Predicting The End of the World With Science | Environment
Hypothetically speaking, if a nearby star were to go supernova, it could eventually reach our blue planet and rip apart our atmosphere. Complex life would cease to exist. That scenario is unlikely says Dr. Dirk Schulze-Makuch, professor of astrobiology at Washington State University. That’s one of nine of possible ways Earth could meet its doom, and there’s only so much we can do about it.
His new book, “Megacatastrophes!”, co-written with David Darling, explores scientific realities we face and how we can simply be aware of them.
First and foremost, Schulze-Makuch and Darling are scientists. They ignore the pop culture paranoia of zombie apocalypse and the ominous Mayan calender. Schulze-Makuch even says that scenario is nonsense. The two writers discuss the realistic scenarios humans face from asteroid impacts, nano-technology to global pandemic.
“I’m not the prophet,” Schulze-Makuch said. “We look at different scenarios and we basically prioritize how dangerous it is and how disastrous it would be.”
Would the scenario result in a million dead or even a billion dead? Schulze-Makuch says a pandemic tops the list with diseases like the Spanish Flu or Black Death. With passenger flights crossing oceans and country borders, disease has no boundaries.
“We don’t have anything to fight it anymore. It is bound to happen,” Schulze-Makuch explained.
He says survival depends on your genetic makeup. There are only so many people that end up being resistant to a certain disease. You might think twice about that anti-bacterial soap that kills not only the bad bacteria, but also the good bacteria that helps you fight sickness.
“We use antibiotics for everything. We put it in cows so they produce more milk. If our antibodies don’t work anymore, the chances of a pandemic is much higher,” Schulze-Makuch said.
But Schulze-Makuch thinks the Centers for Disease Control and Prevention is on top of things in that department. To stay prepared for those situations, he recommends staying engaged with your community and government agencies. The last thing you want to do is embrace paranoia, but if that’s not enough, you can lay claim of a remote island, distant from air travel.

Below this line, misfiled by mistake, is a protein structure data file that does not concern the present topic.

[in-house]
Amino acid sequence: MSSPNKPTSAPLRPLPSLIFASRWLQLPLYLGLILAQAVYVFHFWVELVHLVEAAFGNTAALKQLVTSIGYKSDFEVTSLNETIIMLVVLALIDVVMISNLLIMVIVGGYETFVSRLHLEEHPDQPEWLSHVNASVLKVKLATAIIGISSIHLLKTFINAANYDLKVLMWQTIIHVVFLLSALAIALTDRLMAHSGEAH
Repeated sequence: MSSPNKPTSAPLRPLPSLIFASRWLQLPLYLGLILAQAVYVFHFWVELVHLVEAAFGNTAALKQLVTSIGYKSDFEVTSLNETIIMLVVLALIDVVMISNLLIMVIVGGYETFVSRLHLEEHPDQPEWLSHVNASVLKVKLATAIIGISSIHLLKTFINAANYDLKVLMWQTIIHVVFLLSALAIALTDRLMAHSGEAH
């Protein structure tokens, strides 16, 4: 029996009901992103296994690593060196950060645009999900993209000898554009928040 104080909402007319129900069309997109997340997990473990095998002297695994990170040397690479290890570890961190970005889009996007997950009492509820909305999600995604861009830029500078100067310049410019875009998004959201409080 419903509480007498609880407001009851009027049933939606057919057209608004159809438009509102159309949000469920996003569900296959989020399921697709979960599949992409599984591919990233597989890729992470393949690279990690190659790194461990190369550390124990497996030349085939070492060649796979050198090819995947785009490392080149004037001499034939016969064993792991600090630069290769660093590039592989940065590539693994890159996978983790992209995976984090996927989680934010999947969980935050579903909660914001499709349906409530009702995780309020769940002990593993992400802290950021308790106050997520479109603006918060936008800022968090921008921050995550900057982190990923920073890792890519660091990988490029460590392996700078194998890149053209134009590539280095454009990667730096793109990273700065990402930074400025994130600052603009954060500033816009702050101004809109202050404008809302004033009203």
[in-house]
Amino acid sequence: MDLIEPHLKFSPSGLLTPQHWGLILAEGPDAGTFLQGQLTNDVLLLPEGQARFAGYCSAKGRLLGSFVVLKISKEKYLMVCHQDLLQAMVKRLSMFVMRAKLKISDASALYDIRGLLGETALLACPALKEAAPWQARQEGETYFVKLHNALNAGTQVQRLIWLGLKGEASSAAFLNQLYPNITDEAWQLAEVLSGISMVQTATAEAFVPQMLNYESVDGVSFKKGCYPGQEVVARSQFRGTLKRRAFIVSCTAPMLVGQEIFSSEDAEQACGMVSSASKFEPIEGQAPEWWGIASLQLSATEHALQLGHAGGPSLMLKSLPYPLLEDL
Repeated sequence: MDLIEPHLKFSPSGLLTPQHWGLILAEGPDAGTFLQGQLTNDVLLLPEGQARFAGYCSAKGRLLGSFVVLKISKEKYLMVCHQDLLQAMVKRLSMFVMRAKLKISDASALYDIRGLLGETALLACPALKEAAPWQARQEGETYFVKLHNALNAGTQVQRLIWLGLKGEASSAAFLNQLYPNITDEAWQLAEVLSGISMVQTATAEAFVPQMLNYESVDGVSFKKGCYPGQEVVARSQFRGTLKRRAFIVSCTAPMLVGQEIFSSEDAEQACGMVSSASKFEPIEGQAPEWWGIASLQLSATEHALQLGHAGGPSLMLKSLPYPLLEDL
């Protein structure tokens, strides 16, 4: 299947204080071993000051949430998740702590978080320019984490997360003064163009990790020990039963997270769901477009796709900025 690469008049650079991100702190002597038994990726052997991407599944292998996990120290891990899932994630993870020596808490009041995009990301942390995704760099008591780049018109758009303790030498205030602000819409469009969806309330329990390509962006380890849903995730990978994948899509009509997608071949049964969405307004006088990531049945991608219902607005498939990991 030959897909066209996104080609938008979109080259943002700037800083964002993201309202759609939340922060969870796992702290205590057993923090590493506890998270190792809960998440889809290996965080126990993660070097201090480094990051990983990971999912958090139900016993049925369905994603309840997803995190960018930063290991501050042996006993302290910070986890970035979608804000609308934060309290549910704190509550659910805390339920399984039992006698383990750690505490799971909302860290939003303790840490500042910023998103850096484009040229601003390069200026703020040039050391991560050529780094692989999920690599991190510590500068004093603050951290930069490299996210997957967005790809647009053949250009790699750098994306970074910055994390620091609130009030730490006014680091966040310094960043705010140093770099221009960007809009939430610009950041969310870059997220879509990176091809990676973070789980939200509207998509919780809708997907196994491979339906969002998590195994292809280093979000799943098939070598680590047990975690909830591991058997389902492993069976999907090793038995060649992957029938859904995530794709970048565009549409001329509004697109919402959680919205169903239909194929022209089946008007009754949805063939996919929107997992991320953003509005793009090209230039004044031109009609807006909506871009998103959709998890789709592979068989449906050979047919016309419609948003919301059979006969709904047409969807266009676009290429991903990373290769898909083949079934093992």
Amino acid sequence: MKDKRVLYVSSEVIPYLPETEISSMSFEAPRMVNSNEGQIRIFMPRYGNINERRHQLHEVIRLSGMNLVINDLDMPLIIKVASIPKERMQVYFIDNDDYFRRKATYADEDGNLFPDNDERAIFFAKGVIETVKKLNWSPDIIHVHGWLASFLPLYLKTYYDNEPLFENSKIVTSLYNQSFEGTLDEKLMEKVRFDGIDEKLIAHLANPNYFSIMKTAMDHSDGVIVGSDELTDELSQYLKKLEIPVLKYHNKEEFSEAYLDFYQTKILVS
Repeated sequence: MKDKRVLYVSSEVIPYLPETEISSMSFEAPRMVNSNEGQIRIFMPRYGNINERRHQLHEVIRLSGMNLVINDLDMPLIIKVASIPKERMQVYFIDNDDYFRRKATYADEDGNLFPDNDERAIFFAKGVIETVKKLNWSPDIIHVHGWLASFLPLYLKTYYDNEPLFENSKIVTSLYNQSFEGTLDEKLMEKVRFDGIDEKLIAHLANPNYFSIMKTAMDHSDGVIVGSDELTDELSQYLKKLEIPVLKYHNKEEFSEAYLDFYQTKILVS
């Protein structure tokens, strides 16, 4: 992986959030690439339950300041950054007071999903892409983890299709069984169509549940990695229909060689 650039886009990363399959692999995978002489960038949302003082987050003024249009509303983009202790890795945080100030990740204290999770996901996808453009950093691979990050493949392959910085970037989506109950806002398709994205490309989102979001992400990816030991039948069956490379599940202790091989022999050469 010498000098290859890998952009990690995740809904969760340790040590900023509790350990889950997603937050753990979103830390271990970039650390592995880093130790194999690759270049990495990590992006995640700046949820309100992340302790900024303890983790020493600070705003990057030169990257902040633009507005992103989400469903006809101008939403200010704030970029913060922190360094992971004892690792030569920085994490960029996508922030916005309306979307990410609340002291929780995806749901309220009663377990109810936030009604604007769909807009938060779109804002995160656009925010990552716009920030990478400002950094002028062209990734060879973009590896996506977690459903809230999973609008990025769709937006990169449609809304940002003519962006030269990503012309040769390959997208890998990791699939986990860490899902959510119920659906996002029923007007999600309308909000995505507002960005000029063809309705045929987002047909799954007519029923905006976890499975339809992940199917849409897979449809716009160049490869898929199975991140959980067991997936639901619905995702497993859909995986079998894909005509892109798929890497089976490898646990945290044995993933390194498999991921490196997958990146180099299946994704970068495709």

A remote island won’t shield you from an asteroid impact though. That’s one topic Schulze-Makuch even discusses with his astrobiology courses at WSU, but he stresses there’s still no immediate danger and it’s unlikely any of these scenarios will happen anytime soon.
Some current events play into the same ball park as Schulze-Makuch's scenarios. An asteroid discovered last year was thought to pose a threat to Earth in 28 years, but NASA says the odds are slim. According to the Toirino Impact Hazard Scale, asteroid 2011 AG5 is rated as 1, the least hazardous rating.
The planet skipped out on a more immediate threat on Thursday. Our solar system's Sun whipped up a powerful sun storm sending solar flares in our direction. NASA says the geomagnetic storm could have been more severe, disrupting communications, global positioning systems and power grids. The result of the storm means a higher chance of brighter auroras seen in lower latitudes. National Geographic says the sun hasn’t reached peak activity for this solar cycle so there could be even more flares to come.
Our cell phones that we hold dear to our hearts and ears, could have been deemed useless if the solar flares had been worse, Schulze-Makuch suggested. He says this is a real danger that doesn’t happen all the time, but it could.
This is where awareness comes back into play. Just knowing the danger is out there, could prevent these issues by shielding electronics better and making systems more robust so there’s no single point of failure.
“If we are aware of the dangers,” Schulze-Makuch says while explaining the other side of the coin regarding nano-technology. "While it’s useful in medicinal applications, humans don’t have natural defense mechanisms if something goes wrong."
Of all the disasters that could sweep over the planet, Schulze-Makuch says global warming or another ice age gives our species the best chance of survival.
“I think humans are pretty adaptable. We had an ice age before. It was challenging to the human species, but we survived,” he said.
Though the human species could survive that scenario, he added that everything has its lifetime, our planet and our Sun.
“In a billion years, we will lose our atmosphere,” Schulze-Makuch said. “There won’t be any life on Earth anymore.”
Though we won’t be alive to see it, the thought of our species’ mortality sounds daunting. Schulze-Makuch offers one survival tip that could be mean an extension of our civilization’s life-span: space.
Exploring Mars is just the start he explains. If humans spread out past our planet, we lessen our vulnerability to the scenarios he spells out in “Megacatastrophes!”.
“Megacatastrophes!” is being released online on April 1st and will be available in some U.S. bookstores starting on April 15th. You can find the titles of other books and publications Schulze-Makuch has written online at his WSU faculty page. He first published "Life in the Universe: Expectations and Constraints" in 2004.
WSU News: For video on Dr. Dirk Schulze-Makuch explaining his new book to Washington State University, you can learn more about it here.